Robotic textiles for breathing recovery


MIT researchers, along with collaborators from Uppsala University and the KTH Royal Institute of Technology in Sweden, developed a “robotic textile” consisting of a series of workable fibers. Fiber actuators are powered by compressed air and can perform a variety of movements. Pieces made with these fibers can detect how they are stretched and compressed and can provide tactile feedback at the same time. Although these tissues have a multitude of uses, researchers initially propose that the technology could help patients regain breathing patterns after surgery or respiratory illnesses such as COVID-19.

The system consists of thin, flexible fibers with a fluid core that can contain air or a liquid that can be compressed or released to drive the fibers, making them act as artificial muscle fibers. The flexibility and low profile of the fibers allows them to be sewn or woven into fabrics, and their thin structures contain sensors that can detect how much the fibers are stretched during movement.

The fibers consist of five layers: a fluid channel, a surrounding layer of silicone, an extensible sensor to control stretching during use, a braided polymer mesh, and a non-elastic filament to prevent overextension.

When incorporated into garments, fibers have numerous applications, not all medical. For example, researchers suggest that they could help singers perfect their breathing technique. An experienced singer could use the device to create a “footprint” of the correct breathing technique, and then a novice could wear the piece and this would require them to activate specific muscles while singing.

The fibers can respond very quickly and provide quick tactile feedback during use. However, perfecting control of the respiratory muscles would also be helpful for those who suffer from breathing difficulties due to surgery or the consequences of a respiratory disease such as COVID-19. In fact, the pieces could be useful for a wide variety of muscle training applications for rehabilitation.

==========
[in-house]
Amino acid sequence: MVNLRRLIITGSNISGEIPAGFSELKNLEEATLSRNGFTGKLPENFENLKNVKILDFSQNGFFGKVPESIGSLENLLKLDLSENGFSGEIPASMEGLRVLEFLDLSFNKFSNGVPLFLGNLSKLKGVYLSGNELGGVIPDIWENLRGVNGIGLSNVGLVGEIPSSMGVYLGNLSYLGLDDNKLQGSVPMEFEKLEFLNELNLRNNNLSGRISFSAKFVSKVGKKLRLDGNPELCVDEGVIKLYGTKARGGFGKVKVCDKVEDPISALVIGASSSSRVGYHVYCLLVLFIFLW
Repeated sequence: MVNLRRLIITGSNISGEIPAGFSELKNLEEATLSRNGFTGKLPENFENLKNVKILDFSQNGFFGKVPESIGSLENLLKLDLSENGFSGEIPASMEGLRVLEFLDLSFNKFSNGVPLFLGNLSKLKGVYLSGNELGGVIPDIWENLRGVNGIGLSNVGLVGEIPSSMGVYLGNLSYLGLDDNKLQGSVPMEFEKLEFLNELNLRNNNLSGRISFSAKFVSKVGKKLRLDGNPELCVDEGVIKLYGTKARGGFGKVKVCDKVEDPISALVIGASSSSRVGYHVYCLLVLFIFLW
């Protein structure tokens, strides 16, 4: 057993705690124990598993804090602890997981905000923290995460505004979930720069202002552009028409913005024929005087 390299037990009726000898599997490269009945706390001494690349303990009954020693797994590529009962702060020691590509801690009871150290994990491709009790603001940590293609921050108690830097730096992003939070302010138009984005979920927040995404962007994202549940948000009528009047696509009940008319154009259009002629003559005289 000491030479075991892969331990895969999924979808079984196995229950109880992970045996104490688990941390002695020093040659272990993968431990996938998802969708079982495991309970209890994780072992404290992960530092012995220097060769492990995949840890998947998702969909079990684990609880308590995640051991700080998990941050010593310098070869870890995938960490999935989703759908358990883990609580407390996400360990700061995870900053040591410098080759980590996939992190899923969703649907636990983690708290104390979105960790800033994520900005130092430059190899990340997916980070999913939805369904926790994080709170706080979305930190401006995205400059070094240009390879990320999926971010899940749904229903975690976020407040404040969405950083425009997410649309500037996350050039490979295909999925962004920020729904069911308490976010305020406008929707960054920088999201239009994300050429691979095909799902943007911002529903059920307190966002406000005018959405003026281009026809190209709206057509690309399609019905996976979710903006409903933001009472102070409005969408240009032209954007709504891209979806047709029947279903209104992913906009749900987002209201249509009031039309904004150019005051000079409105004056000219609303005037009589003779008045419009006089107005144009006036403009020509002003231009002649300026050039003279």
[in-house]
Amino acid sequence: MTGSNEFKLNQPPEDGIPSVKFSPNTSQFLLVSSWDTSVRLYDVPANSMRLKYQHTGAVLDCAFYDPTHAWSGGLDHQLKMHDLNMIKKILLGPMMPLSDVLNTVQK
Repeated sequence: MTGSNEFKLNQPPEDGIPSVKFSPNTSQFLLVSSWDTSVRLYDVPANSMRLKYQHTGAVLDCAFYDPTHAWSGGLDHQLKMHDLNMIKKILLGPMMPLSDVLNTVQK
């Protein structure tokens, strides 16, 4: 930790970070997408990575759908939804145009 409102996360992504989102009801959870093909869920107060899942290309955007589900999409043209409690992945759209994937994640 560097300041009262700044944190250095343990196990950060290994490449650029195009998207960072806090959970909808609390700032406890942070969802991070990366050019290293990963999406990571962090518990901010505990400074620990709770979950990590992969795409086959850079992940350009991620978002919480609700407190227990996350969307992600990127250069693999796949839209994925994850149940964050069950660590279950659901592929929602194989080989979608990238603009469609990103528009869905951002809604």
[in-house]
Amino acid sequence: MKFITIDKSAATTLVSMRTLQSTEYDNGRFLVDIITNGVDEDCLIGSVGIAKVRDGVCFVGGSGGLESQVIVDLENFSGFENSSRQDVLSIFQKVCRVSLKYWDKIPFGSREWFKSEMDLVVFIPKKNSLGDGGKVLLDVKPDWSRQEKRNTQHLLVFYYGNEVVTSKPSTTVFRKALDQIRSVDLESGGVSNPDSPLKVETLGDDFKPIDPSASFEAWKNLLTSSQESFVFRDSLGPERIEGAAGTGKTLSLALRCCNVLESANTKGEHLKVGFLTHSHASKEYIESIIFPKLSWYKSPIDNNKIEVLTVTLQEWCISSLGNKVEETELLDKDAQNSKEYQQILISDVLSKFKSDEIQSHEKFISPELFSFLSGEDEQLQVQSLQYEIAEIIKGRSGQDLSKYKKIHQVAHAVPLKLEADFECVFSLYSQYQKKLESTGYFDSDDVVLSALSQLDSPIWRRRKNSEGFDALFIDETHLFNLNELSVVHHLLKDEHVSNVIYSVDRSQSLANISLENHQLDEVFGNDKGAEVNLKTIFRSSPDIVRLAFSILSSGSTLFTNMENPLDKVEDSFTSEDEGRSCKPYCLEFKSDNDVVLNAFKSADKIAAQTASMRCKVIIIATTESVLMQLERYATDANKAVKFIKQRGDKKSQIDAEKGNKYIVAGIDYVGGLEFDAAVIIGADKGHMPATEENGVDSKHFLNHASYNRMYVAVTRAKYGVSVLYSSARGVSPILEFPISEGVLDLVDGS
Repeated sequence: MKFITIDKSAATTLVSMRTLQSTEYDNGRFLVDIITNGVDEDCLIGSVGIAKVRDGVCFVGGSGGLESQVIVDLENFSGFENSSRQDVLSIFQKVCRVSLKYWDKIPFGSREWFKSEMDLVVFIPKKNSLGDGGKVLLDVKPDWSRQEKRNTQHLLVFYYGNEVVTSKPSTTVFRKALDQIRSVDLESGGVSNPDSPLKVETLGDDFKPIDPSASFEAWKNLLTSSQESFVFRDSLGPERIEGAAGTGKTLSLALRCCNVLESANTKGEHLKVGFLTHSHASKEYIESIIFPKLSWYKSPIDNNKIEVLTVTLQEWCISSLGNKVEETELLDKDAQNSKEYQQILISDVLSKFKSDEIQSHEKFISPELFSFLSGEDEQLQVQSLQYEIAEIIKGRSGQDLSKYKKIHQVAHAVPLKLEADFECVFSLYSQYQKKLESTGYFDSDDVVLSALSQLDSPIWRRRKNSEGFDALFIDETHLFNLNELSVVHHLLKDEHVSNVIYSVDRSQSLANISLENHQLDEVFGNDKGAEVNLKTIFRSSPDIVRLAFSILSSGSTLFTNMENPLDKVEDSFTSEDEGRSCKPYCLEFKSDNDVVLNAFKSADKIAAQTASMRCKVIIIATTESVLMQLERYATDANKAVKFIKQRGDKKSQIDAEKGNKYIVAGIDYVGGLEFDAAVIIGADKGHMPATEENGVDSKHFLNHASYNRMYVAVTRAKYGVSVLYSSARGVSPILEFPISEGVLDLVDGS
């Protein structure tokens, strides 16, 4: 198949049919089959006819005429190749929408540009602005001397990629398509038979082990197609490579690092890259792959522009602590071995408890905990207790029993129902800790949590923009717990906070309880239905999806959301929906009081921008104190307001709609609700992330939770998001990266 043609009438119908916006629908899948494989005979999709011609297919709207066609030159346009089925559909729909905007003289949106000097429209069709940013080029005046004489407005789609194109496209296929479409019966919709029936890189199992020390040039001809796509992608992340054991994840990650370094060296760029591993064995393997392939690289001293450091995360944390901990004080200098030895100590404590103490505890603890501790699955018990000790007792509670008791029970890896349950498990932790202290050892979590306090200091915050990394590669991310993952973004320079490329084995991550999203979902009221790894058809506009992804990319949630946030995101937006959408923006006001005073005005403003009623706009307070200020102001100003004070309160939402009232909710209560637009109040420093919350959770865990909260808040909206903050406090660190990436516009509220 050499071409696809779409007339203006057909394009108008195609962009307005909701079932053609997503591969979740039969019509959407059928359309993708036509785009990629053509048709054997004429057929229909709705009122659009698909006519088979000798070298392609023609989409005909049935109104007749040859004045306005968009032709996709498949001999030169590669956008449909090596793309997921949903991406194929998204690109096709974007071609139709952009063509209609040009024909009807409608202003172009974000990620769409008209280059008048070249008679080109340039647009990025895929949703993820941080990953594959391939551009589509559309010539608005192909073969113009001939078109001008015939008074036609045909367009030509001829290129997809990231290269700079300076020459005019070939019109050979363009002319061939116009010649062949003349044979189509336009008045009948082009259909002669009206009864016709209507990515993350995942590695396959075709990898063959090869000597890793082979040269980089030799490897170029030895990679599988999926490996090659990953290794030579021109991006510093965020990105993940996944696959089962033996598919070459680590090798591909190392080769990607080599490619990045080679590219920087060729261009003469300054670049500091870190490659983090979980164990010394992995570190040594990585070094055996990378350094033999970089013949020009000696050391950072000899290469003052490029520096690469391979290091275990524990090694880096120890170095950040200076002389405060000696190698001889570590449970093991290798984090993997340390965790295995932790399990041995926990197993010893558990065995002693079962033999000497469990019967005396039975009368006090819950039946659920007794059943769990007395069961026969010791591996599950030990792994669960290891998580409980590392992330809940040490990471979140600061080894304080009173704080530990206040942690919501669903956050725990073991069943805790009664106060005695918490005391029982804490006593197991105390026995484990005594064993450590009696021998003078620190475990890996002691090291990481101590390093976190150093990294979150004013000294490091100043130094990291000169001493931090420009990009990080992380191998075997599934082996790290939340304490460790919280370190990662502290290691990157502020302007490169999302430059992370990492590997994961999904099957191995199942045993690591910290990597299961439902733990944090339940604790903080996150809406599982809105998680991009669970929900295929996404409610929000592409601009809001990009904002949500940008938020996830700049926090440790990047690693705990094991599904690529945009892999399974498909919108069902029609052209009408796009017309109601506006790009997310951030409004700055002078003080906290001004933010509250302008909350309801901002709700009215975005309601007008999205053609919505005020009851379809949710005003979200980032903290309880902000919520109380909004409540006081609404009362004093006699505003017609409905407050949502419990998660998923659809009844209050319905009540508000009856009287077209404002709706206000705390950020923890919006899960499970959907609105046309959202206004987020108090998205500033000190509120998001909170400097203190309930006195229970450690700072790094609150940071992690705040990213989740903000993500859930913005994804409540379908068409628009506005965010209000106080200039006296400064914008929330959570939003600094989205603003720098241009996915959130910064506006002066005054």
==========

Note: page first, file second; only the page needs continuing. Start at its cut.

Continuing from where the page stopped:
In the next steps, researchers want to miniaturize the system that supplies compressed air and electrical components of the system, while increasing the potential length of the fibers manufactured. “Everyone has to breathe. Breathing has a significant impact on productivity, confidence and performance,” said Hiroshi Ishii, a researcher involved in the study, through an MIT ad. “Breathing is important for singing, but that can also help when recovering from surgery or depression. For example, breathing is so important for meditation.”

Watch a video on technology:

Study a Online conference on software and technology of the user interface of the Association for Computer Machinery: OmniFiber: integrated fluid fiber actuators for weaving movement-based interactions in the “fabric of everyday life”


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